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Election issues: poverty in Tower Hamlets

Boarded up. Photo: Bill McIntyre, Flickr

Boarded up. Photo: Bill McIntyre, Flickr

Deprivation, joblessness and child poverty: these are three issues for which Tower Hamlets is notorious. Headlines in the pages of the humble East London Advertiser as well as the Guardian and the Times have told the story of deep-rooted problems in the East End borough for many years.

The national charity End Child Poverty identifies Tower Hamlets as the worst borough in London for rates of deprivation, with 53 per cent of children coming from families living on unemployment benefits. It is by no means a new problem for the borough; its history is steeped in tales of extreme overcrowding, lack of well paid jobs, and high rates of disease.

These issues pose a weighty challenge to the borough’s politicians, and the battle for control over the area’s two parliamentary constituencies has become more and more brutal with each consecutive election. In 2006, the general election year in which Respect candidate George Galloway unseated Labour’s Oona King, allegations of “dirty tricks” in the local elections, including massive postal voting fraud, were rife. The Respect party went so far as submitting a dossier of dozens of alleged offences to the police.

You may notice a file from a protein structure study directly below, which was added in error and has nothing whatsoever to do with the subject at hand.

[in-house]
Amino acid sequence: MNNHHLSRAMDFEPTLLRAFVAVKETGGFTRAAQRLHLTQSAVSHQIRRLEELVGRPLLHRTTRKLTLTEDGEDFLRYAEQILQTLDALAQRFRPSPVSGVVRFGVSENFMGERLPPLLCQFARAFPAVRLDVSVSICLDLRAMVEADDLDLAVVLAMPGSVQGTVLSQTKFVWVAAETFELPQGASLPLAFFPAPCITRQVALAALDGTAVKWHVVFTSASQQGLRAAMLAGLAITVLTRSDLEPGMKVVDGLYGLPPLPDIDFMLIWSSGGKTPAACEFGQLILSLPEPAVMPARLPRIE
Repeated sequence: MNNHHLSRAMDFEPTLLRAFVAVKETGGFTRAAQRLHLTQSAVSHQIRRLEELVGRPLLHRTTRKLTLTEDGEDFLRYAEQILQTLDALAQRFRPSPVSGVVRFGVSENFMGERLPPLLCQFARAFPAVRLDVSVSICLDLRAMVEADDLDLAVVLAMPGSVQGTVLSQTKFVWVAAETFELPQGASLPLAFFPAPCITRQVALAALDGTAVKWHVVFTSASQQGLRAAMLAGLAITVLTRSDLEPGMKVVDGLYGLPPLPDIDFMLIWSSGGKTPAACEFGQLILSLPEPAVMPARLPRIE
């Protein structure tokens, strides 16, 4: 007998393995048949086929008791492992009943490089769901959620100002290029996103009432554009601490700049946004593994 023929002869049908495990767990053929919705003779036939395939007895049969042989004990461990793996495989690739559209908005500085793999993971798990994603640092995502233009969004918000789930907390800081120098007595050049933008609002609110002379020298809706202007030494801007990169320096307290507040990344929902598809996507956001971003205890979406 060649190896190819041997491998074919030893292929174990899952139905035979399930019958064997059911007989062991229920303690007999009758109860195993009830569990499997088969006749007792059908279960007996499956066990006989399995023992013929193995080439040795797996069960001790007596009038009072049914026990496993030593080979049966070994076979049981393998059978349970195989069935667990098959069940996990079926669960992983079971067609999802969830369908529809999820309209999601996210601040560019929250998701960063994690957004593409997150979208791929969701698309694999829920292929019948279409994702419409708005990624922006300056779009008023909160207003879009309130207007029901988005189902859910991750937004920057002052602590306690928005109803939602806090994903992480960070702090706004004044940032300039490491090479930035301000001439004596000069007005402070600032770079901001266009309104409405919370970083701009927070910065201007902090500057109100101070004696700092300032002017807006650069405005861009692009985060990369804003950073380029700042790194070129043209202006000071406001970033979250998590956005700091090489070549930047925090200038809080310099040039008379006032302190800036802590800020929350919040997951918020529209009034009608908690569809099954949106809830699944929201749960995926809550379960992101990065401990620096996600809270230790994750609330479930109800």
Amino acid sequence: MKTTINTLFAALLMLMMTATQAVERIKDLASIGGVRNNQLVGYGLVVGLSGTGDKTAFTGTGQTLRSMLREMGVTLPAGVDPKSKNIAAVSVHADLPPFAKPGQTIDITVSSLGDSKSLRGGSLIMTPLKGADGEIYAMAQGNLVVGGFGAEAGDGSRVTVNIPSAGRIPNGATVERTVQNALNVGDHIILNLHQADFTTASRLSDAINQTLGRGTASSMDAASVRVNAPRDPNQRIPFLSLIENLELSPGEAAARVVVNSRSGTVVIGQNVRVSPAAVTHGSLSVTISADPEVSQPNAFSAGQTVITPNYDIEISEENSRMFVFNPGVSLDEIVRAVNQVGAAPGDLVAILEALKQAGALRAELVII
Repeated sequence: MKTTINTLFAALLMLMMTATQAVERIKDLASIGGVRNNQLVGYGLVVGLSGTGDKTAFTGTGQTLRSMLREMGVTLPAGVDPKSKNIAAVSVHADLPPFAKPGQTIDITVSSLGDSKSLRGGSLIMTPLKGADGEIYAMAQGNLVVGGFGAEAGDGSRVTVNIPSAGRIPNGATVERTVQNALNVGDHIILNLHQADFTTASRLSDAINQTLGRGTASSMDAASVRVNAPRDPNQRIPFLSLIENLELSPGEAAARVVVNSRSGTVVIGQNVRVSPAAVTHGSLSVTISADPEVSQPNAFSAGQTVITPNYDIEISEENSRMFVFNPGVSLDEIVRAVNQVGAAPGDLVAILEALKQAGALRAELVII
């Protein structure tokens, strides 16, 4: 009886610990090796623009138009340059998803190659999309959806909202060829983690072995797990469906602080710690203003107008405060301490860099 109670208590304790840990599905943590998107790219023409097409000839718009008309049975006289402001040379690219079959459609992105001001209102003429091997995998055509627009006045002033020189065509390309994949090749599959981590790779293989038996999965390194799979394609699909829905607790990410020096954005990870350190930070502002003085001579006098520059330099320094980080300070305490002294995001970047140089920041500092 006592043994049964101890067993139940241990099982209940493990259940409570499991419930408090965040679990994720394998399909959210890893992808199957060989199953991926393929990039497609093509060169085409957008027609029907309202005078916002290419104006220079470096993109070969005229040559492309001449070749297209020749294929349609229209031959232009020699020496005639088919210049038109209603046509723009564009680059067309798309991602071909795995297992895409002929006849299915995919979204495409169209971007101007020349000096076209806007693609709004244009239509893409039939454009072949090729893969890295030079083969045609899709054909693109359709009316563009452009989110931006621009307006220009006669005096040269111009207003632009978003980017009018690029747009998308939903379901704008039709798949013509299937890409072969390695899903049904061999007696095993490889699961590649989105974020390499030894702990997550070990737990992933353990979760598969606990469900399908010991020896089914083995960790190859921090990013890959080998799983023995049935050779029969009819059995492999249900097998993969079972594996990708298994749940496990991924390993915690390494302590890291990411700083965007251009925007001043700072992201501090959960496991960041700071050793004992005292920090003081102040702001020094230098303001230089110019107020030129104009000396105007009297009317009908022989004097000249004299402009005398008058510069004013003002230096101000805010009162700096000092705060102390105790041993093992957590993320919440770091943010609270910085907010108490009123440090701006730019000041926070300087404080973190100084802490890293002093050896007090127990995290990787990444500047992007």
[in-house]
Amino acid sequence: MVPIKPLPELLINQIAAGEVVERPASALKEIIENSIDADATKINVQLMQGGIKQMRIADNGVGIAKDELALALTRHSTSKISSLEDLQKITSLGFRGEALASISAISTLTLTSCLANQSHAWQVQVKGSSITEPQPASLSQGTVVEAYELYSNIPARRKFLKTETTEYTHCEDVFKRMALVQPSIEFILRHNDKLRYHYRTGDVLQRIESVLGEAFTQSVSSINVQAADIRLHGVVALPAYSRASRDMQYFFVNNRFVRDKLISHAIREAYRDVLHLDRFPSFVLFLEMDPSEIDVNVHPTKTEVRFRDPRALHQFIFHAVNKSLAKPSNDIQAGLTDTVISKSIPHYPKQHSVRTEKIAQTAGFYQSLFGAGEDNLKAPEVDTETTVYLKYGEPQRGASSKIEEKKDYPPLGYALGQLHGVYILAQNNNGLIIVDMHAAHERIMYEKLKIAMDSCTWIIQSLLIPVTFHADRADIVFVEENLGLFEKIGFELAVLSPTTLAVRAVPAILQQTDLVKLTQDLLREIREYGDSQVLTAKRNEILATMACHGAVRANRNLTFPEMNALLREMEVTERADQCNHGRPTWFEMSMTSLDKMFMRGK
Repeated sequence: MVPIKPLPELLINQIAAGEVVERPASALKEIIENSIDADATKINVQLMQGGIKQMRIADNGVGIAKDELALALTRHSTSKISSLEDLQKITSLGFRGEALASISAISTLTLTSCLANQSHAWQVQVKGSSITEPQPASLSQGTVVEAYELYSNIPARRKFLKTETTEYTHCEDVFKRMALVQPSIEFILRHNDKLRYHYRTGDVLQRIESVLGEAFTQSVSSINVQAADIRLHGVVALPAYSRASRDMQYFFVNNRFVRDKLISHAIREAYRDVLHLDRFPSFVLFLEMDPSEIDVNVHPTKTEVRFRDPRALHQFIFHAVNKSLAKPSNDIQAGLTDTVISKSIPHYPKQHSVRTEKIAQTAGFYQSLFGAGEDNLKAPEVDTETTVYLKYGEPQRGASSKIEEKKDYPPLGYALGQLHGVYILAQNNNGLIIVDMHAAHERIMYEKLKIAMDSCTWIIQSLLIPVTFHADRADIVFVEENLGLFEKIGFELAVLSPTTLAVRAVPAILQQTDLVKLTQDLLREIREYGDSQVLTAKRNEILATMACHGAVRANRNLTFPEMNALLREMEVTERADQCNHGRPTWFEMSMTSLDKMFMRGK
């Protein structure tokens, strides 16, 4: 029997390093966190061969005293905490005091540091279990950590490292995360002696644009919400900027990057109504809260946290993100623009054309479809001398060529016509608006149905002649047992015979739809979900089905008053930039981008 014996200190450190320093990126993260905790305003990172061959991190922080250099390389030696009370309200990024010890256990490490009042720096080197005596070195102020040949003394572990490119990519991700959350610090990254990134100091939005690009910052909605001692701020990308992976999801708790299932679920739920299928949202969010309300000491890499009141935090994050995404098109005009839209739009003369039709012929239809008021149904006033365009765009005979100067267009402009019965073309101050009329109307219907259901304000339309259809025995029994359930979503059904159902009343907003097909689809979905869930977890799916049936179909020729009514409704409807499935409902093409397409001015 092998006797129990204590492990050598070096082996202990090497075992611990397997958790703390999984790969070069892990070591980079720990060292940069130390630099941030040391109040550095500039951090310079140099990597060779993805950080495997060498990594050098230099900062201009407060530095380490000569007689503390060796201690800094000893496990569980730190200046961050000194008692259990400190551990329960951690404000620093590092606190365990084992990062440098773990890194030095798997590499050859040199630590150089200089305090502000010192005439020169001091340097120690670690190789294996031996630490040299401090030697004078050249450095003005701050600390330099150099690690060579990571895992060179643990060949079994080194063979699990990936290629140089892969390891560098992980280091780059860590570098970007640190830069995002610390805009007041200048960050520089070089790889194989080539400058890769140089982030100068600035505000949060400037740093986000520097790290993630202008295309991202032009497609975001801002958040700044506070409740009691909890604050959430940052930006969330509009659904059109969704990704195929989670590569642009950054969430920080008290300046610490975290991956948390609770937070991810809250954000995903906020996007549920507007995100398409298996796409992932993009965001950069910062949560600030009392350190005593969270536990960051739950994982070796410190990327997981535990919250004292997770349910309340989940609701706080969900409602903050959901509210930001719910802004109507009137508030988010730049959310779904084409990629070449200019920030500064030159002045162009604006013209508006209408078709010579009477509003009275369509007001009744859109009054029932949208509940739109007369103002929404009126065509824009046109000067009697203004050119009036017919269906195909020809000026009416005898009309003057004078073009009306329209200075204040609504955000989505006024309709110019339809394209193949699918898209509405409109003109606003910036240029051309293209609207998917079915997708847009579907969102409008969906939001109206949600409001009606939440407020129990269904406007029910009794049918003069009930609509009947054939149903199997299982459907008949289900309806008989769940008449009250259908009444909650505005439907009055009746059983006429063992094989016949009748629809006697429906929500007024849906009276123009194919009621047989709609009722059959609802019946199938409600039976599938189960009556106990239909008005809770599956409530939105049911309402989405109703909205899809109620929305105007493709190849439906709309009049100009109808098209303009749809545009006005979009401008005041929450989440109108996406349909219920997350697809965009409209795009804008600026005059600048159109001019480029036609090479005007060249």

More recently, in June 2009, Martin Smith – chief executive of Tower Hamlets council – was awarded a £500,000 payout after allegedly being forced out by council leader Lutfur Rahman. On March 17th of this year, Lutfur Ali, the assistant chief executive of the council who was brought in after Smith’s departure, was forced to resign after a high-pressure campaign against him led by Telegraph journalist Andrew Gilligan. Gilligan had made a Channel 4 documentary alleging that headhunters involved in Ali’s recruitment doubted he was qualified for the job. He claimed in a series of blogs that Ali was also connected to the Islamic Forum for Europe, an organisation he has taken pains to denounce as “fundamentalist”.